• Avoid hot and humid conditions.
  • Keep your nails short and filed, so if you do scratch you are less likely to break the skin, which can lead to secondary infections.

PUPPS And Induction

Women who are experiencing the intense itch from PUPPS would give anything for relief. The only cure for PUPPS is birth, but there is no guarantee it will disappear immediately after birth.

If you are considering requesting an induction because of the extreme discomfort of PUPPS, bear in mind there are risks associated with early labour and birth, and your care provider should discuss them with you. Induction also carries risks for both you and your baby.

PUPPS is a relatively uncommon complication of pregnancy and might last a few weeks after the birth of your baby. There’s a number of reasons why science thinks women experience this intensely itchy rash, but so far there are no definite answers. If you have any kind of rash during pregnancy, it’s important you seek the advice of your care provider to rule out any other kind of condition.

Recommended Reading: How To Bring On Labour Naturally – 11 Natural Methods.

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Sam McCulloch enjoyed talking so much about birth she decided to become a birth educator and doula, supporting parents in making informed choices about their birth experience. In her spare time she writes novels. She is mother to three beautiful little humans.


  1. Hi there, I got PUPPS in the last month of my pregnancy and yes I did give birth to a boy. However the rash started at my ankles and spread up my legs, with only a few spots appearing on my belly, although it was very itchy there too. It began where I had become swollen around my ankles from standing at work. When I left work and spent less time on my feet, the rash slowly faded and stopped itching before I went into labor. I read online that PUPPS is related to stretching skin so this made sense in my case. I did have gestational diabetes but I am pretty fit and slim so not sure about the potential link to obesity.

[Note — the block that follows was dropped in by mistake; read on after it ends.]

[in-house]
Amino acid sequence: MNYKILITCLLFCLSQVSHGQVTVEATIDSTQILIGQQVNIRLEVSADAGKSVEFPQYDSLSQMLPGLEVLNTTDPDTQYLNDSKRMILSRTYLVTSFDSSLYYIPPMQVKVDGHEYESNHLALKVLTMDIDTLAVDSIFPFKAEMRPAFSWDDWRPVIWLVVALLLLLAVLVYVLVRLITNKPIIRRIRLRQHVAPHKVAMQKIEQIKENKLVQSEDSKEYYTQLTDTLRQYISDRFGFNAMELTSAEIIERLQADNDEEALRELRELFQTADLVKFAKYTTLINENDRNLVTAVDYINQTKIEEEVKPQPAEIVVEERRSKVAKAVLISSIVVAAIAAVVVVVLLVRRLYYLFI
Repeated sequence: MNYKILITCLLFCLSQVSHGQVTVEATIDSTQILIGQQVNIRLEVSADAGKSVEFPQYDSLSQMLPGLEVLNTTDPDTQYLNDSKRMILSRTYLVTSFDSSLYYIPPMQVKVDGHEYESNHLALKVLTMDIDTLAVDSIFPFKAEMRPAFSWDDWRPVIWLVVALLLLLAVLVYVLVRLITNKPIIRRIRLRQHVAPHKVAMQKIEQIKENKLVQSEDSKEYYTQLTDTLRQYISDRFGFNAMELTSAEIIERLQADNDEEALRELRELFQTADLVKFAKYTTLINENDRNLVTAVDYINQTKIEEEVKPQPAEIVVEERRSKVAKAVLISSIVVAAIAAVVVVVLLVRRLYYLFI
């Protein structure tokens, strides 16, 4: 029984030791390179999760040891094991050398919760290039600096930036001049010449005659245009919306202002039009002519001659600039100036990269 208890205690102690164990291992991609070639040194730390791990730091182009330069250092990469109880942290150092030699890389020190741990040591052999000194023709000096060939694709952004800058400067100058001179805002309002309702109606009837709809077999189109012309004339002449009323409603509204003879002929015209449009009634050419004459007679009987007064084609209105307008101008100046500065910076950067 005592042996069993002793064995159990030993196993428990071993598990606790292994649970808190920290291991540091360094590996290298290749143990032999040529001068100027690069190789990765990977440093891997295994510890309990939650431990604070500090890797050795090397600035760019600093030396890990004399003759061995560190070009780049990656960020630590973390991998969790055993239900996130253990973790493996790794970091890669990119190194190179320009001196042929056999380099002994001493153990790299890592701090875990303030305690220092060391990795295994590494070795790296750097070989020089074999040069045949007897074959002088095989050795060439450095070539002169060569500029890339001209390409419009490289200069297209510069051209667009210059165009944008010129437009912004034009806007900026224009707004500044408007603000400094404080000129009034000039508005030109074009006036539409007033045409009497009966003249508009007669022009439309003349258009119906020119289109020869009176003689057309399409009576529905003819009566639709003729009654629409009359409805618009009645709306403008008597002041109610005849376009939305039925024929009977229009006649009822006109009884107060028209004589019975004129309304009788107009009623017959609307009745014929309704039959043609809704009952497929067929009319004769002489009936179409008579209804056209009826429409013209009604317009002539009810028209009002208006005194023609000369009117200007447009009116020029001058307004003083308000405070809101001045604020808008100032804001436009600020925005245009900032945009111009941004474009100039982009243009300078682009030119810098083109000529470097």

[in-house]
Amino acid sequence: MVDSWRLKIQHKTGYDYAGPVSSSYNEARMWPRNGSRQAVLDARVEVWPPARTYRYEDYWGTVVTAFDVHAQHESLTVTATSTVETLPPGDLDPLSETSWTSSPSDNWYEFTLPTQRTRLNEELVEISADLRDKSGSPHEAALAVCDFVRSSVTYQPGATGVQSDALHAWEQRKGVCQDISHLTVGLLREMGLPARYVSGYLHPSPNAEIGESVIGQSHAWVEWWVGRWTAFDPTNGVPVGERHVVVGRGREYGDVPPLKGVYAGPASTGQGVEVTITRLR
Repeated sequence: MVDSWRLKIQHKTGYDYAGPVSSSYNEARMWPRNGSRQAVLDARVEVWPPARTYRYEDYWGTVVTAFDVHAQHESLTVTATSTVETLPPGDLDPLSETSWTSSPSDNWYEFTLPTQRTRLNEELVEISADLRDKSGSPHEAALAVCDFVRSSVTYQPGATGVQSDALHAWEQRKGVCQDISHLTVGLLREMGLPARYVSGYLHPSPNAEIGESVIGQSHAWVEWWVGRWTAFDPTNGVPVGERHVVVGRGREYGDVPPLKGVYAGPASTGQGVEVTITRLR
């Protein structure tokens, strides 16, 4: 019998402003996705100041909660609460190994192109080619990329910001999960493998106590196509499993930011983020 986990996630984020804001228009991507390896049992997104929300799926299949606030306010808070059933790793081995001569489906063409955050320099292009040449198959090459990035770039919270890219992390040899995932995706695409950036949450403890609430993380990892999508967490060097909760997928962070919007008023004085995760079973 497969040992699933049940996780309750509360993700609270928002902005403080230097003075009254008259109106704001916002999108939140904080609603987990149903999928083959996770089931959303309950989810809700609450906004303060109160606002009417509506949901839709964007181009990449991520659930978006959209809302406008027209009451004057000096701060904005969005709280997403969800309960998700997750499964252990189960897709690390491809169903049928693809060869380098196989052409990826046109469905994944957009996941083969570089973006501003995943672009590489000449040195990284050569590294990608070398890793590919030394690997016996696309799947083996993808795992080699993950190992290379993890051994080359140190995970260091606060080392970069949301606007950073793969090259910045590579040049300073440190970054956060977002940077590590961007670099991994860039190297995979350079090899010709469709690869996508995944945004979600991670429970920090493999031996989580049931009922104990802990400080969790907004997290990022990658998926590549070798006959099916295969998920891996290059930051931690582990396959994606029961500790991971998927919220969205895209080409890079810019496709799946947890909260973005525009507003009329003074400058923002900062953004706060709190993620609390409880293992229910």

2. I feel it’s more stress related. I actually didn’t get it with my first pregnancy which the most easy going. My second pregnancy I was very stressed out all the time and not sleeping well and I got it really bad. That’s actually what caused my stretch marks because I scratched insanely. This time I am having a girl so the boy thing isn’t true. I am again very stressed out and not getting good rest. I heard that it is related to your liver being overloaded trying to fight toxins or whatever it is and that would make sense too because the more stressed and have bad diet or not sleeping well, the harder your liver has to work. It makes perfect sense. With my last pregnancy my midwife got me some anti fungal cream which really helped. I don’t remember what it was though and I have a different Midwife this time so we will see how this thing works out! Been drinking nettle leaf tea which is supposed to help and it seems to help a little but you have to drink like 4-5 cups a day just to feel any slight difference. Not worth it. I’m gonna try the coconut oil. Aloe Vera helps for like 20 minutes lol. This is a journey that I don’t wanna take and I still have two more months of pregnancy to go so hopefully it doesn’t last that long.

  3. I started having mild itching around 35 weeks under my abdomen , increasing more around 36 weeks. Basically spreading from my belly to my arms and lastly from my thigh to my feet. I’m in miserable pain ! I have tried everything , bynadril , oatmeal bath , calamine lotion and bio oil. NOTHING helps and the rashes don’t go away but get itched by the hour, unfortunately a miserable ending to my pregnancy.